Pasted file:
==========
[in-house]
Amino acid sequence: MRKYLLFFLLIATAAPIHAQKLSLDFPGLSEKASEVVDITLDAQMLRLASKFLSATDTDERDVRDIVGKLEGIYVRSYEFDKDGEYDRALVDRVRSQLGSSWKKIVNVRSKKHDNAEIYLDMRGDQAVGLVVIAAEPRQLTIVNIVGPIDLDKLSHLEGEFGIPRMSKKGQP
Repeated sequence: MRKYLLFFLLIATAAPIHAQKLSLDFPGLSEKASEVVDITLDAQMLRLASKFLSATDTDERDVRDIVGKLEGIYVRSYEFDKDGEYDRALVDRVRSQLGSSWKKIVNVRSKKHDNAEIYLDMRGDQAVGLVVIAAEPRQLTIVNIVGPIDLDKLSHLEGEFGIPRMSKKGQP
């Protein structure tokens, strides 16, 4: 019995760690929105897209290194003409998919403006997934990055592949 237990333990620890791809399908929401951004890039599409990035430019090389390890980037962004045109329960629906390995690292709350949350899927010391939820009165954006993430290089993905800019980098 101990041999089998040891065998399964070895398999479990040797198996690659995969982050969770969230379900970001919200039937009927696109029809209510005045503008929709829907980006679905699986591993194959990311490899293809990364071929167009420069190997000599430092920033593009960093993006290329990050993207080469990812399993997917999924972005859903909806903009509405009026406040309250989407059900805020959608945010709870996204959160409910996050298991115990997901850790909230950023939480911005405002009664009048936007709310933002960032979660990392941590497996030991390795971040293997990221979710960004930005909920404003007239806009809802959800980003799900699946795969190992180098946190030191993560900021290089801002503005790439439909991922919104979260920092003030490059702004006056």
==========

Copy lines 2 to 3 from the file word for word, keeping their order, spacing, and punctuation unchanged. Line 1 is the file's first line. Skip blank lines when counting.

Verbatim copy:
Amino acid sequence: MRKYLLFFLLIATAAPIHAQKLSLDFPGLSEKASEVVDITLDAQMLRLASKFLSATDTDERDVRDIVGKLEGIYVRSYEFDKDGEYDRALVDRVRSQLGSSWKKIVNVRSKKHDNAEIYLDMRGDQAVGLVVIAAEPRQLTIVNIVGPIDLDKLSHLEGEFGIPRMSKKGQP
Repeated sequence: MRKYLLFFLLIATAAPIHAQKLSLDFPGLSEKASEVVDITLDAQMLRLASKFLSATDTDERDVRDIVGKLEGIYVRSYEFDKDGEYDRALVDRVRSQLGSSWKKIVNVRSKKHDNAEIYLDMRGDQAVGLVVIAAEPRQLTIVNIVGPIDLDKLSHLEGEFGIPRMSKKGQP